The UBC Vancouver Senate has recently approved a new holistic approach to student admissions that will require applicants to submit the near-entirety of their Grade 11 and 12 marks. It will also require students to submit a number of high school courses relevant to their program of interest.
In contrast, the former system only required them to submit their best academic Grade 12 marks, though the number they were required to submit varied between provinces.
According to Andrew Arida, director of undergraduate admissions, what’s changing is not what’s required to get into UBC but the process that UBC will use to assess applicants.
“It’s not going to be any harder to get in,” he said. “You don’t have to take any additional courses, and there aren’t additional requirements. It’s just [that] we’re re-thinking the way we make competitive assessments.”
Changes to the process
This new approach to the application process will consist of four distinct student assessments.
In assessing their overall average, UBC will look at all of an applicant’s Grade 11 and 12 marks — with the exception of their lowest grade. Marks in applied design, skills and technology; physical and health education; as well as career and personal planning classes will also be excluded.
They will further submit a core average, which is a set of courses that are relevant to the program that the applicant intends to go into. Likewise, minimum grade thresholds will be imposed on key courses that are critical to the program a student is applying to, such as pre-calculus 12 for the faculty of science.
Applicants are expected to submit a minimum of six Grade 12 marks for their overall average and four Grade 12 marks for their core average, although those who submit fewer will still be considered on a discretionary basis.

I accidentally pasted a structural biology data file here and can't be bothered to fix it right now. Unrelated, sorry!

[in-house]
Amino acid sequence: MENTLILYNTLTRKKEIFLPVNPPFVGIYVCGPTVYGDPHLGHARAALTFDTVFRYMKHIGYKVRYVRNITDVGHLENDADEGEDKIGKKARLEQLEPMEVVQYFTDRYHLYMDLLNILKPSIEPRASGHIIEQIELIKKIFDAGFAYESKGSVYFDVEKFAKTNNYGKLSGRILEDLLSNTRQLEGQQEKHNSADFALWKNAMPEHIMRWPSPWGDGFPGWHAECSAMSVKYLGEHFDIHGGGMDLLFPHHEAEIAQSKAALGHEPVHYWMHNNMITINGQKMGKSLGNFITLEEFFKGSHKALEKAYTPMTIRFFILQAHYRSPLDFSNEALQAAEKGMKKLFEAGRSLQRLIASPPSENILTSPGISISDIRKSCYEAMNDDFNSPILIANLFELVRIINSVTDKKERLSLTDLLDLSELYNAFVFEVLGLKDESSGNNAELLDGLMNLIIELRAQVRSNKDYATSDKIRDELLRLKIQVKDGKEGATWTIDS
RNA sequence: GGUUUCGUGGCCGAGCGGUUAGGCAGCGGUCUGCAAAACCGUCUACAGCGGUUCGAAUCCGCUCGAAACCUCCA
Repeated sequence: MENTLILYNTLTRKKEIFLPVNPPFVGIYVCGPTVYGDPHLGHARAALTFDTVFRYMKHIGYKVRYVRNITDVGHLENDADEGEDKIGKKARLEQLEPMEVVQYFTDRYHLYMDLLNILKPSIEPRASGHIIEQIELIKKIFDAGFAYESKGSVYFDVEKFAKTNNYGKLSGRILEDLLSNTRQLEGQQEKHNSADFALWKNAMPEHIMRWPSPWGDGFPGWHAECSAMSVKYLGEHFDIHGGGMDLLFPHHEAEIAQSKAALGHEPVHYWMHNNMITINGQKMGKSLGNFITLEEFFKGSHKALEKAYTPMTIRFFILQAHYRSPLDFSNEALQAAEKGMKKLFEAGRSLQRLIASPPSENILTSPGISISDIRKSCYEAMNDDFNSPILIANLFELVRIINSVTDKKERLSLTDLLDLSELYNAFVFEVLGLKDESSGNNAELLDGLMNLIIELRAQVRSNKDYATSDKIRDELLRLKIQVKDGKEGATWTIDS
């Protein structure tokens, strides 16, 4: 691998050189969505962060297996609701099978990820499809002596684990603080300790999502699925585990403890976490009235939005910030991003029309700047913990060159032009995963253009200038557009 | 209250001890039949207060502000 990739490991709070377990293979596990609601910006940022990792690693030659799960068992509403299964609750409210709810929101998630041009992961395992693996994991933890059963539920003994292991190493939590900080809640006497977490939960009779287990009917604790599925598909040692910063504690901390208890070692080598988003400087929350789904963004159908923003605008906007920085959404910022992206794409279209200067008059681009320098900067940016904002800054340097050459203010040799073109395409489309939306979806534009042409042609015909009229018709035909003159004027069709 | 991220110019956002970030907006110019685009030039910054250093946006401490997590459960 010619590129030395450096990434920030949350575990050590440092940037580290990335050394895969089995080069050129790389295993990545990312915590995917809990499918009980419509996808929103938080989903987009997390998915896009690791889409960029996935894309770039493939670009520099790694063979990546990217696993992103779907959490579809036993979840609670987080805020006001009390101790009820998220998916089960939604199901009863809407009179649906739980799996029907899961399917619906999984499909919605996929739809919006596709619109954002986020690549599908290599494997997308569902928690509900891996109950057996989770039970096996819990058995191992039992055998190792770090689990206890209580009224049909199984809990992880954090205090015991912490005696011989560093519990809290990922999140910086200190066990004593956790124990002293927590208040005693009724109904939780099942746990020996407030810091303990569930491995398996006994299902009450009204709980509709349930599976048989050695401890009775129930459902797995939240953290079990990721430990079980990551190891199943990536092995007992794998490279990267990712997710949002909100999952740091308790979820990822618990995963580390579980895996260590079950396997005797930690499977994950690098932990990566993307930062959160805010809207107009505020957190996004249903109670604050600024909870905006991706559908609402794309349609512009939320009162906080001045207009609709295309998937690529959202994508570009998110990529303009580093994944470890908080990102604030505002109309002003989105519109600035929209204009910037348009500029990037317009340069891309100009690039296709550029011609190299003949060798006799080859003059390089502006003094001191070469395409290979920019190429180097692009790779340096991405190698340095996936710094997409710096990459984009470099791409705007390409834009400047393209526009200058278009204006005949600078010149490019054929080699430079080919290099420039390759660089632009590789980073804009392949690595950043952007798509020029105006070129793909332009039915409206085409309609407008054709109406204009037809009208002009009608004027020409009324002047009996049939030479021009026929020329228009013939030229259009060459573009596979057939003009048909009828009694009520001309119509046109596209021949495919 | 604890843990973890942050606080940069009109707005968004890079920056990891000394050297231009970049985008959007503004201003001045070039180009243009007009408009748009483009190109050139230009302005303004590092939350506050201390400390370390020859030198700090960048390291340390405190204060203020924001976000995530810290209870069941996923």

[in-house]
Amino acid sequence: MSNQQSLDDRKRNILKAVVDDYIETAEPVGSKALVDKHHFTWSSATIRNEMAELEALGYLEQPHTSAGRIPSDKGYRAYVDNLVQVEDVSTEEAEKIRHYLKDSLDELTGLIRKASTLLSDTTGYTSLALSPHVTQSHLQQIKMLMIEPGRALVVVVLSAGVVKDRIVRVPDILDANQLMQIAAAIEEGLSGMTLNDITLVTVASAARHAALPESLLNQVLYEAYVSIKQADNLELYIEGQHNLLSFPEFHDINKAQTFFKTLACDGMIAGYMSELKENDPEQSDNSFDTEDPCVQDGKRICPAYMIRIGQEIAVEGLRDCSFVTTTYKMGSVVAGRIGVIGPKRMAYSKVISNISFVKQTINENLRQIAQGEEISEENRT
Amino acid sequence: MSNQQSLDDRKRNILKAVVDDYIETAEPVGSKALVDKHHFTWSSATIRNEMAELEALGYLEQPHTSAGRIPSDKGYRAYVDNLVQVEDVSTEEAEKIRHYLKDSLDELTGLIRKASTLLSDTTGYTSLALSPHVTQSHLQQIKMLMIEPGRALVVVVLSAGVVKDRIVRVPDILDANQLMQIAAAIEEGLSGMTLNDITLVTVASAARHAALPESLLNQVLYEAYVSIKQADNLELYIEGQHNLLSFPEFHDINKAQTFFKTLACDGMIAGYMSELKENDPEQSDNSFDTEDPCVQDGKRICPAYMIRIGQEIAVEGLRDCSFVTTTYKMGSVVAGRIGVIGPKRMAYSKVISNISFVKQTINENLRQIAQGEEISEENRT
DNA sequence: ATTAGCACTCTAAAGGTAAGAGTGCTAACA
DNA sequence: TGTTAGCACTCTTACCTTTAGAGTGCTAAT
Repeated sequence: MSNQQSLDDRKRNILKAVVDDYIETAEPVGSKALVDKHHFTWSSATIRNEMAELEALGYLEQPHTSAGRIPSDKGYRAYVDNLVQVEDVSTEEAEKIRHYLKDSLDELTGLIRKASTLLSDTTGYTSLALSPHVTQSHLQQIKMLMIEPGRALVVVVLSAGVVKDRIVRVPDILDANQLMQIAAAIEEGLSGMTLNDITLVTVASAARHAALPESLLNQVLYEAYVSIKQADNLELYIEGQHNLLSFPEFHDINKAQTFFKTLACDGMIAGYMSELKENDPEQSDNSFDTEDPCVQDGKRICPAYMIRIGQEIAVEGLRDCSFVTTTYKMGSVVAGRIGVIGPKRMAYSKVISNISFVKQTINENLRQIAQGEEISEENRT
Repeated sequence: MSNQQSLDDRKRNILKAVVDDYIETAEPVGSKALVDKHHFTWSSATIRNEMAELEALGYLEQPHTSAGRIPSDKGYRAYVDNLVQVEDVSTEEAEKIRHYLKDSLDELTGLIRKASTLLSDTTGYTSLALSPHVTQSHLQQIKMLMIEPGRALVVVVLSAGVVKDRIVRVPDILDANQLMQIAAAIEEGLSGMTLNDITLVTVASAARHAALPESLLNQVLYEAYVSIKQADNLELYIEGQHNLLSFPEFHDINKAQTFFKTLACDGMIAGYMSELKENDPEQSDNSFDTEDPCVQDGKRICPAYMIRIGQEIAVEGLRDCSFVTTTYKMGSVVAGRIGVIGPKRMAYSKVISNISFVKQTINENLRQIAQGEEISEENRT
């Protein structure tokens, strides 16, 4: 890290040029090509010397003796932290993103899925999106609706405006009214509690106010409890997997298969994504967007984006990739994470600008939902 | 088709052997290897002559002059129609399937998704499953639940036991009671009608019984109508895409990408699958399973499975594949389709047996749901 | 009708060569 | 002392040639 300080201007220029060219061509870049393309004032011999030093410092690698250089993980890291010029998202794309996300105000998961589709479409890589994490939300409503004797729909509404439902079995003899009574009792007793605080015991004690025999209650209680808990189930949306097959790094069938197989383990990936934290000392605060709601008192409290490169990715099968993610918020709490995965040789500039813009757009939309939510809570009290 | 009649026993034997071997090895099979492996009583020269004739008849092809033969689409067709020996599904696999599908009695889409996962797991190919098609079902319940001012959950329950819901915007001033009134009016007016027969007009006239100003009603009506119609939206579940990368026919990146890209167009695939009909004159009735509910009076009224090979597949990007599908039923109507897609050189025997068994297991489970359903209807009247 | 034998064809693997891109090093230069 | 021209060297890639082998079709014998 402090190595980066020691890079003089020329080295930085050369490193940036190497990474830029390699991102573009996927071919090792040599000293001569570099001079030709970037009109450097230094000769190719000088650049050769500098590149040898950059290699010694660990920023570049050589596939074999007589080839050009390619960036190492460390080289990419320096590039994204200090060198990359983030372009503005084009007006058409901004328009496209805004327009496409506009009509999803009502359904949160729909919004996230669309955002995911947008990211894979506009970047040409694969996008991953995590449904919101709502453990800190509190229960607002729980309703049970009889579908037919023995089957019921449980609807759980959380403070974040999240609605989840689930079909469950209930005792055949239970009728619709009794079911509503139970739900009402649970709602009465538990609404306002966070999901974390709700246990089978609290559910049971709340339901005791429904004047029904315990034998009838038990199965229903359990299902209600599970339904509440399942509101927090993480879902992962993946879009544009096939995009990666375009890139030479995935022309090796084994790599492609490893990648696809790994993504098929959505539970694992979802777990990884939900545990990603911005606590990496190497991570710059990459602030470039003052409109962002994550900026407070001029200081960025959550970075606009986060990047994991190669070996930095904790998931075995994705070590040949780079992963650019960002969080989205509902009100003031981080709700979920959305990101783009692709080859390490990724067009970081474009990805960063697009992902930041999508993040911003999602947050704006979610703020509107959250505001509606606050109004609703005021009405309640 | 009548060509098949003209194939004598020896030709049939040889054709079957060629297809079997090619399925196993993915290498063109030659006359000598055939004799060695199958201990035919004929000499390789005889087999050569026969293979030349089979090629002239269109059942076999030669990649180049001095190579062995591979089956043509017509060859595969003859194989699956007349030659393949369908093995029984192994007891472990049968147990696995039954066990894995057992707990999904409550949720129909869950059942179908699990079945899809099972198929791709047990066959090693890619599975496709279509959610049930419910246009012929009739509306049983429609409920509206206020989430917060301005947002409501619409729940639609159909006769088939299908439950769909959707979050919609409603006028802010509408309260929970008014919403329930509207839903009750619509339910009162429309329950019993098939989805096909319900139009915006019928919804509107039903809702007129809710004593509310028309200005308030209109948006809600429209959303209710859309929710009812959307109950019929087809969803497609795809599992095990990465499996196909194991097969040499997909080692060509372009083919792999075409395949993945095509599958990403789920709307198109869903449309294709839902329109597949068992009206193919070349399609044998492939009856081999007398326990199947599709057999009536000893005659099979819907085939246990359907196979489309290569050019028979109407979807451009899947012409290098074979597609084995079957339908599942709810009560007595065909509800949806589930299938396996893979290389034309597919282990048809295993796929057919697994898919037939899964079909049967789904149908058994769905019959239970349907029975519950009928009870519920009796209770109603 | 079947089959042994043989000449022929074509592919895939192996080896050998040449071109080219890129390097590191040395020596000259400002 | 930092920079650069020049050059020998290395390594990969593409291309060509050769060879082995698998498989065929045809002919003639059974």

This new approach will also add an additional section to the personal profile, in which applicants will have to write a short paragraph explaining why they took the academic path that they did.
Although students will be primarily assessed on their grades, students who are closer to or just below the cut-off line for admissions will be assessed on various characteristics that can be determined from looking at several factors in their educational history. Examples include the amount and types of classes that a student took and the individual context of a student’s educational situation.
For instance, a student who fell just below the cut-off line for admissions but was also enrolled in many classes or a number of enriched classes will be recognized for taking those classes.
These new standards will first be put in place for students applying in 2018/19 school year. It is also important to note that the new standards are only approved in principle, and could still be substantially changed or even stopped.
Arida said that the idea of changing UBC’s admission process was initially sparked by the upcoming changes to the high school curriculums of BC and the Yukon, which inspired them to review how they assess applicants in general.
He argued that by using a holistic approach to university admissions that analyzes all of a student’s grades while also placing emphasis on courses that are relevant to their program of interest, UBC will be able to get a better grasp on the student’s academic abilities.
“The idea here is to say, ‘If I have 100 students and I only have 50 spaces, I need to assess those students,’” he said. “I could assess them on things that are meaningful, I can assess those on things that are meaningless. I want to make sure that the assessments are on the most meaningful things possible.
“Now, in the end, it could be the same 50 who gets in, but I’ll feel like I’ve done a better job of understanding.”
As a result, Arida claimed that these new admission standards will bring in students who will perform better in their first year.
In an emailed statement, he explained that UBC tested this new admission process with the students who entered UBC in 2016 and found that it had a higher statical relationship with these students’ first year grades than their current admissions process did.
Due to these changes, it’s predicted that there will be fewer admission revocations.